CINCINNATI — Noting a long-term commitment to money-saving innovations and a dire need to find additional revenue sources, the city of Cincinnati unveiled its proposed budget for fiscal years 2024 and 2025 on Friday.

What You Need To Know

  • The 700-page document calls for investments in police and fire recruit classes, the expansion of a pilot program to send non-police officers to non-emergency calls and invests nearly $8 million in human services funding

  • The city also wants to invest $1.5 million in the Affordable Housing Trust Fund and create several new housing initiatives, such as supporting low-income homeowners with home repairs

  • Council must approve the budget by the end of June, as the city's fiscal year begins July 1

It totals nearly $1.59 billion. The operating budget — which includes staff, day-to-day operations and supporting a variety of neighborhood efforts — is the bulk of the budget at $1.28 billion. The capital budget, which deals with city buildings and its fleet of vehicles, comes in at $302.9 million.

The 700-page document calls for investments in police and fire recruit classes, the expansion of a pilot program to send non-police officers to non-emergency calls and invests nearly $8 million in human services funding, exceeding the 1.5% of the overall budget required by the city’s charter.

Mayor Aftab Pureval plans to submit an ordinance to use $10 million in one-time sources to support several community organizations and pilot programs. That includes using $375,000 to create college funds for preschool-aged children in Cincinnati.

“We are proud to present a community-informed budget that helps drive Cincinnati toward a bright future,” Pureval said on Friday.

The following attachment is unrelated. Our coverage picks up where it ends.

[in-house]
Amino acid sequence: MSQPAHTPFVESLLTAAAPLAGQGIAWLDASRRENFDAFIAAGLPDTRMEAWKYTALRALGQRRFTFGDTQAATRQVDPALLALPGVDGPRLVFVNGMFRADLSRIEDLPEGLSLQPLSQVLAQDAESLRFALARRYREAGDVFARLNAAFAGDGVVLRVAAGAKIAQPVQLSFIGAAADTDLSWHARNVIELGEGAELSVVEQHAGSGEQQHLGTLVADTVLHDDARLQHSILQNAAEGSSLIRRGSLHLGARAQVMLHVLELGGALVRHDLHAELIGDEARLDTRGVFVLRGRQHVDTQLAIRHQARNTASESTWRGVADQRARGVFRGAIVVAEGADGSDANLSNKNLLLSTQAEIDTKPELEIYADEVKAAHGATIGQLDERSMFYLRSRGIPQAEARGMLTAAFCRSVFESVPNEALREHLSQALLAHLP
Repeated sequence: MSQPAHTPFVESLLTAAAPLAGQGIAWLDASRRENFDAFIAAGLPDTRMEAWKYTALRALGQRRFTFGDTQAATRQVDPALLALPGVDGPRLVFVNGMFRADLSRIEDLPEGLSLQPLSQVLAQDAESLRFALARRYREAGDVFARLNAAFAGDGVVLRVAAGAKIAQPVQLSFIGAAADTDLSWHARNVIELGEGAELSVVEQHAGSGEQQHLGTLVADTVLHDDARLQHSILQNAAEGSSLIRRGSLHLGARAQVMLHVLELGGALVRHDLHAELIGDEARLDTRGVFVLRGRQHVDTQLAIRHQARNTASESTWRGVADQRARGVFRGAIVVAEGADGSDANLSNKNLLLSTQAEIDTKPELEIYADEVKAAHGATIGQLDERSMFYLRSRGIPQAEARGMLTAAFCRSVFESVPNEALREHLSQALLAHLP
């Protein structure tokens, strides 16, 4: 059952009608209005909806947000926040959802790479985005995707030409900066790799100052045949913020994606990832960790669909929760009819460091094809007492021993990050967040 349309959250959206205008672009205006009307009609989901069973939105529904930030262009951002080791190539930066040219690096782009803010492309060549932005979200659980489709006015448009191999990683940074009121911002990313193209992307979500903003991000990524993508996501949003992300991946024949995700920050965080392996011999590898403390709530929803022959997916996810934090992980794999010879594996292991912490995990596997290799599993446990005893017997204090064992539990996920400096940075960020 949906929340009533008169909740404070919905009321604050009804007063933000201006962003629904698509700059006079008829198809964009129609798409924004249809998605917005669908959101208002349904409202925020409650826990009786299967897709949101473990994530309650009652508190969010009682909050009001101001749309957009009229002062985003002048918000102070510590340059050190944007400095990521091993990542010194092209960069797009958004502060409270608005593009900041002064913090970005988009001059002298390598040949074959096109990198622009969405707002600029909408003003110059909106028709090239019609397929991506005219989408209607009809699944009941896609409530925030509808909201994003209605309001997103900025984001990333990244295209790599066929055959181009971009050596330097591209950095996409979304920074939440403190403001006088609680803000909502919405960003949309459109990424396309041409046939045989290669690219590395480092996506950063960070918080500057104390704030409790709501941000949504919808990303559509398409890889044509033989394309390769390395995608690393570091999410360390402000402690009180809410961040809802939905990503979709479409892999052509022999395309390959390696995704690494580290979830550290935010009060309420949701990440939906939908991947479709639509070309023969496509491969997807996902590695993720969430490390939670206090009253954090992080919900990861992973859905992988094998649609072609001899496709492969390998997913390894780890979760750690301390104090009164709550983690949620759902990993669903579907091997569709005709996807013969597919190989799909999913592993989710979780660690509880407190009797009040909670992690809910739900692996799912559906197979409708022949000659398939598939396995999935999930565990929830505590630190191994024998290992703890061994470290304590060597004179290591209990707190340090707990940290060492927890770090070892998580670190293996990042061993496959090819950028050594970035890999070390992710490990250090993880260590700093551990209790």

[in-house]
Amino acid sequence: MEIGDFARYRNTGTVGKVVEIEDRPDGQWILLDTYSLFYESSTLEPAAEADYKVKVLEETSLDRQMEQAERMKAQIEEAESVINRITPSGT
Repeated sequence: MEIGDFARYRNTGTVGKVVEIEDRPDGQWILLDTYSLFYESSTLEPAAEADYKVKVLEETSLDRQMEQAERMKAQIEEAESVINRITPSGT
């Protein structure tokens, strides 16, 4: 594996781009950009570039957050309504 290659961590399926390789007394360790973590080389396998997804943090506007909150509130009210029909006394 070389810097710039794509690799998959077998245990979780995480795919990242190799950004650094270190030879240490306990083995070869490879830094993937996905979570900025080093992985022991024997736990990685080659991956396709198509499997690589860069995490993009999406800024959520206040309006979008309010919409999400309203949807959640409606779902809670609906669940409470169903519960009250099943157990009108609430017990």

But Pureval and City Manager Sheryl Long spent nearly an hour on Friday outlining the financial challenges facing the city this year, next year and for the foreseeable future if they can’t find new ways to generate more revenue.

“This budget is a reflection of the challenges and priorities of residents throughout our city,” the mayor added.

As required by state law, the city balanced its budget, meaning it’s not spending more than it’s bringing in. But because of the financial realities facing Cincinnati and other cities across the nation, the budget is not structurally balanced because it relies on one-time financial sources to cover deficits.

The city’s operating expenses continue to far outpace revenue growth primarily because of increases in personnel costs, according to city officials. Operating expenses have grown 6.9% since last year, but revenues are projected to only increase by 5.1% for the next fiscal year.

One of the biggest challenges caused by the pandemic is its impact on the city’s income tax revenue. Permanent work-from-home, remote work and hybrid work arrangements have led to a considerable amount of people who live outside city limits no longer commuting into the city for work.

Earnings tax revenues account for 65.3% of the city’s budget. Since December 2022, the city’s projected income tax revenue for fiscal year 2024 decreased by about $7.5 million.

“The pandemic has fundamentally altered the way people work,” Long wrote in her budget message.

The city has relied heavily on roughly $280 million in pandemic-related American Rescue Plan Act funding to cover projected budget holes the past few years. For Fiscal Year 2023, for example, the city inserted $85.6 million in its budget. Those funds are running out this year, Pureval said.

This year, the city is using $28.2 million in federal funding and will only have $25.2 million left for next year. Even after those ARPA funds next year, the city will still face a $10 million deficit, according to a city spokesperson. To balance the deficit, the city preliminarily plans a 1.8% across-the-board budget reduction for all city departments.

The city will reassess that reduction plan as part of the next budget process, the spokesperson added.

Budget highlights

The central challenge now and moving forward is to deliver consistent service despite fewer resources. To do that, the city came up with five strategic areas that align with a shared vision between the mayor and the city council.

The five strategic areas are:

  • Public safety and health
  • Growing economic opportunity
  • Thriving neighborhoods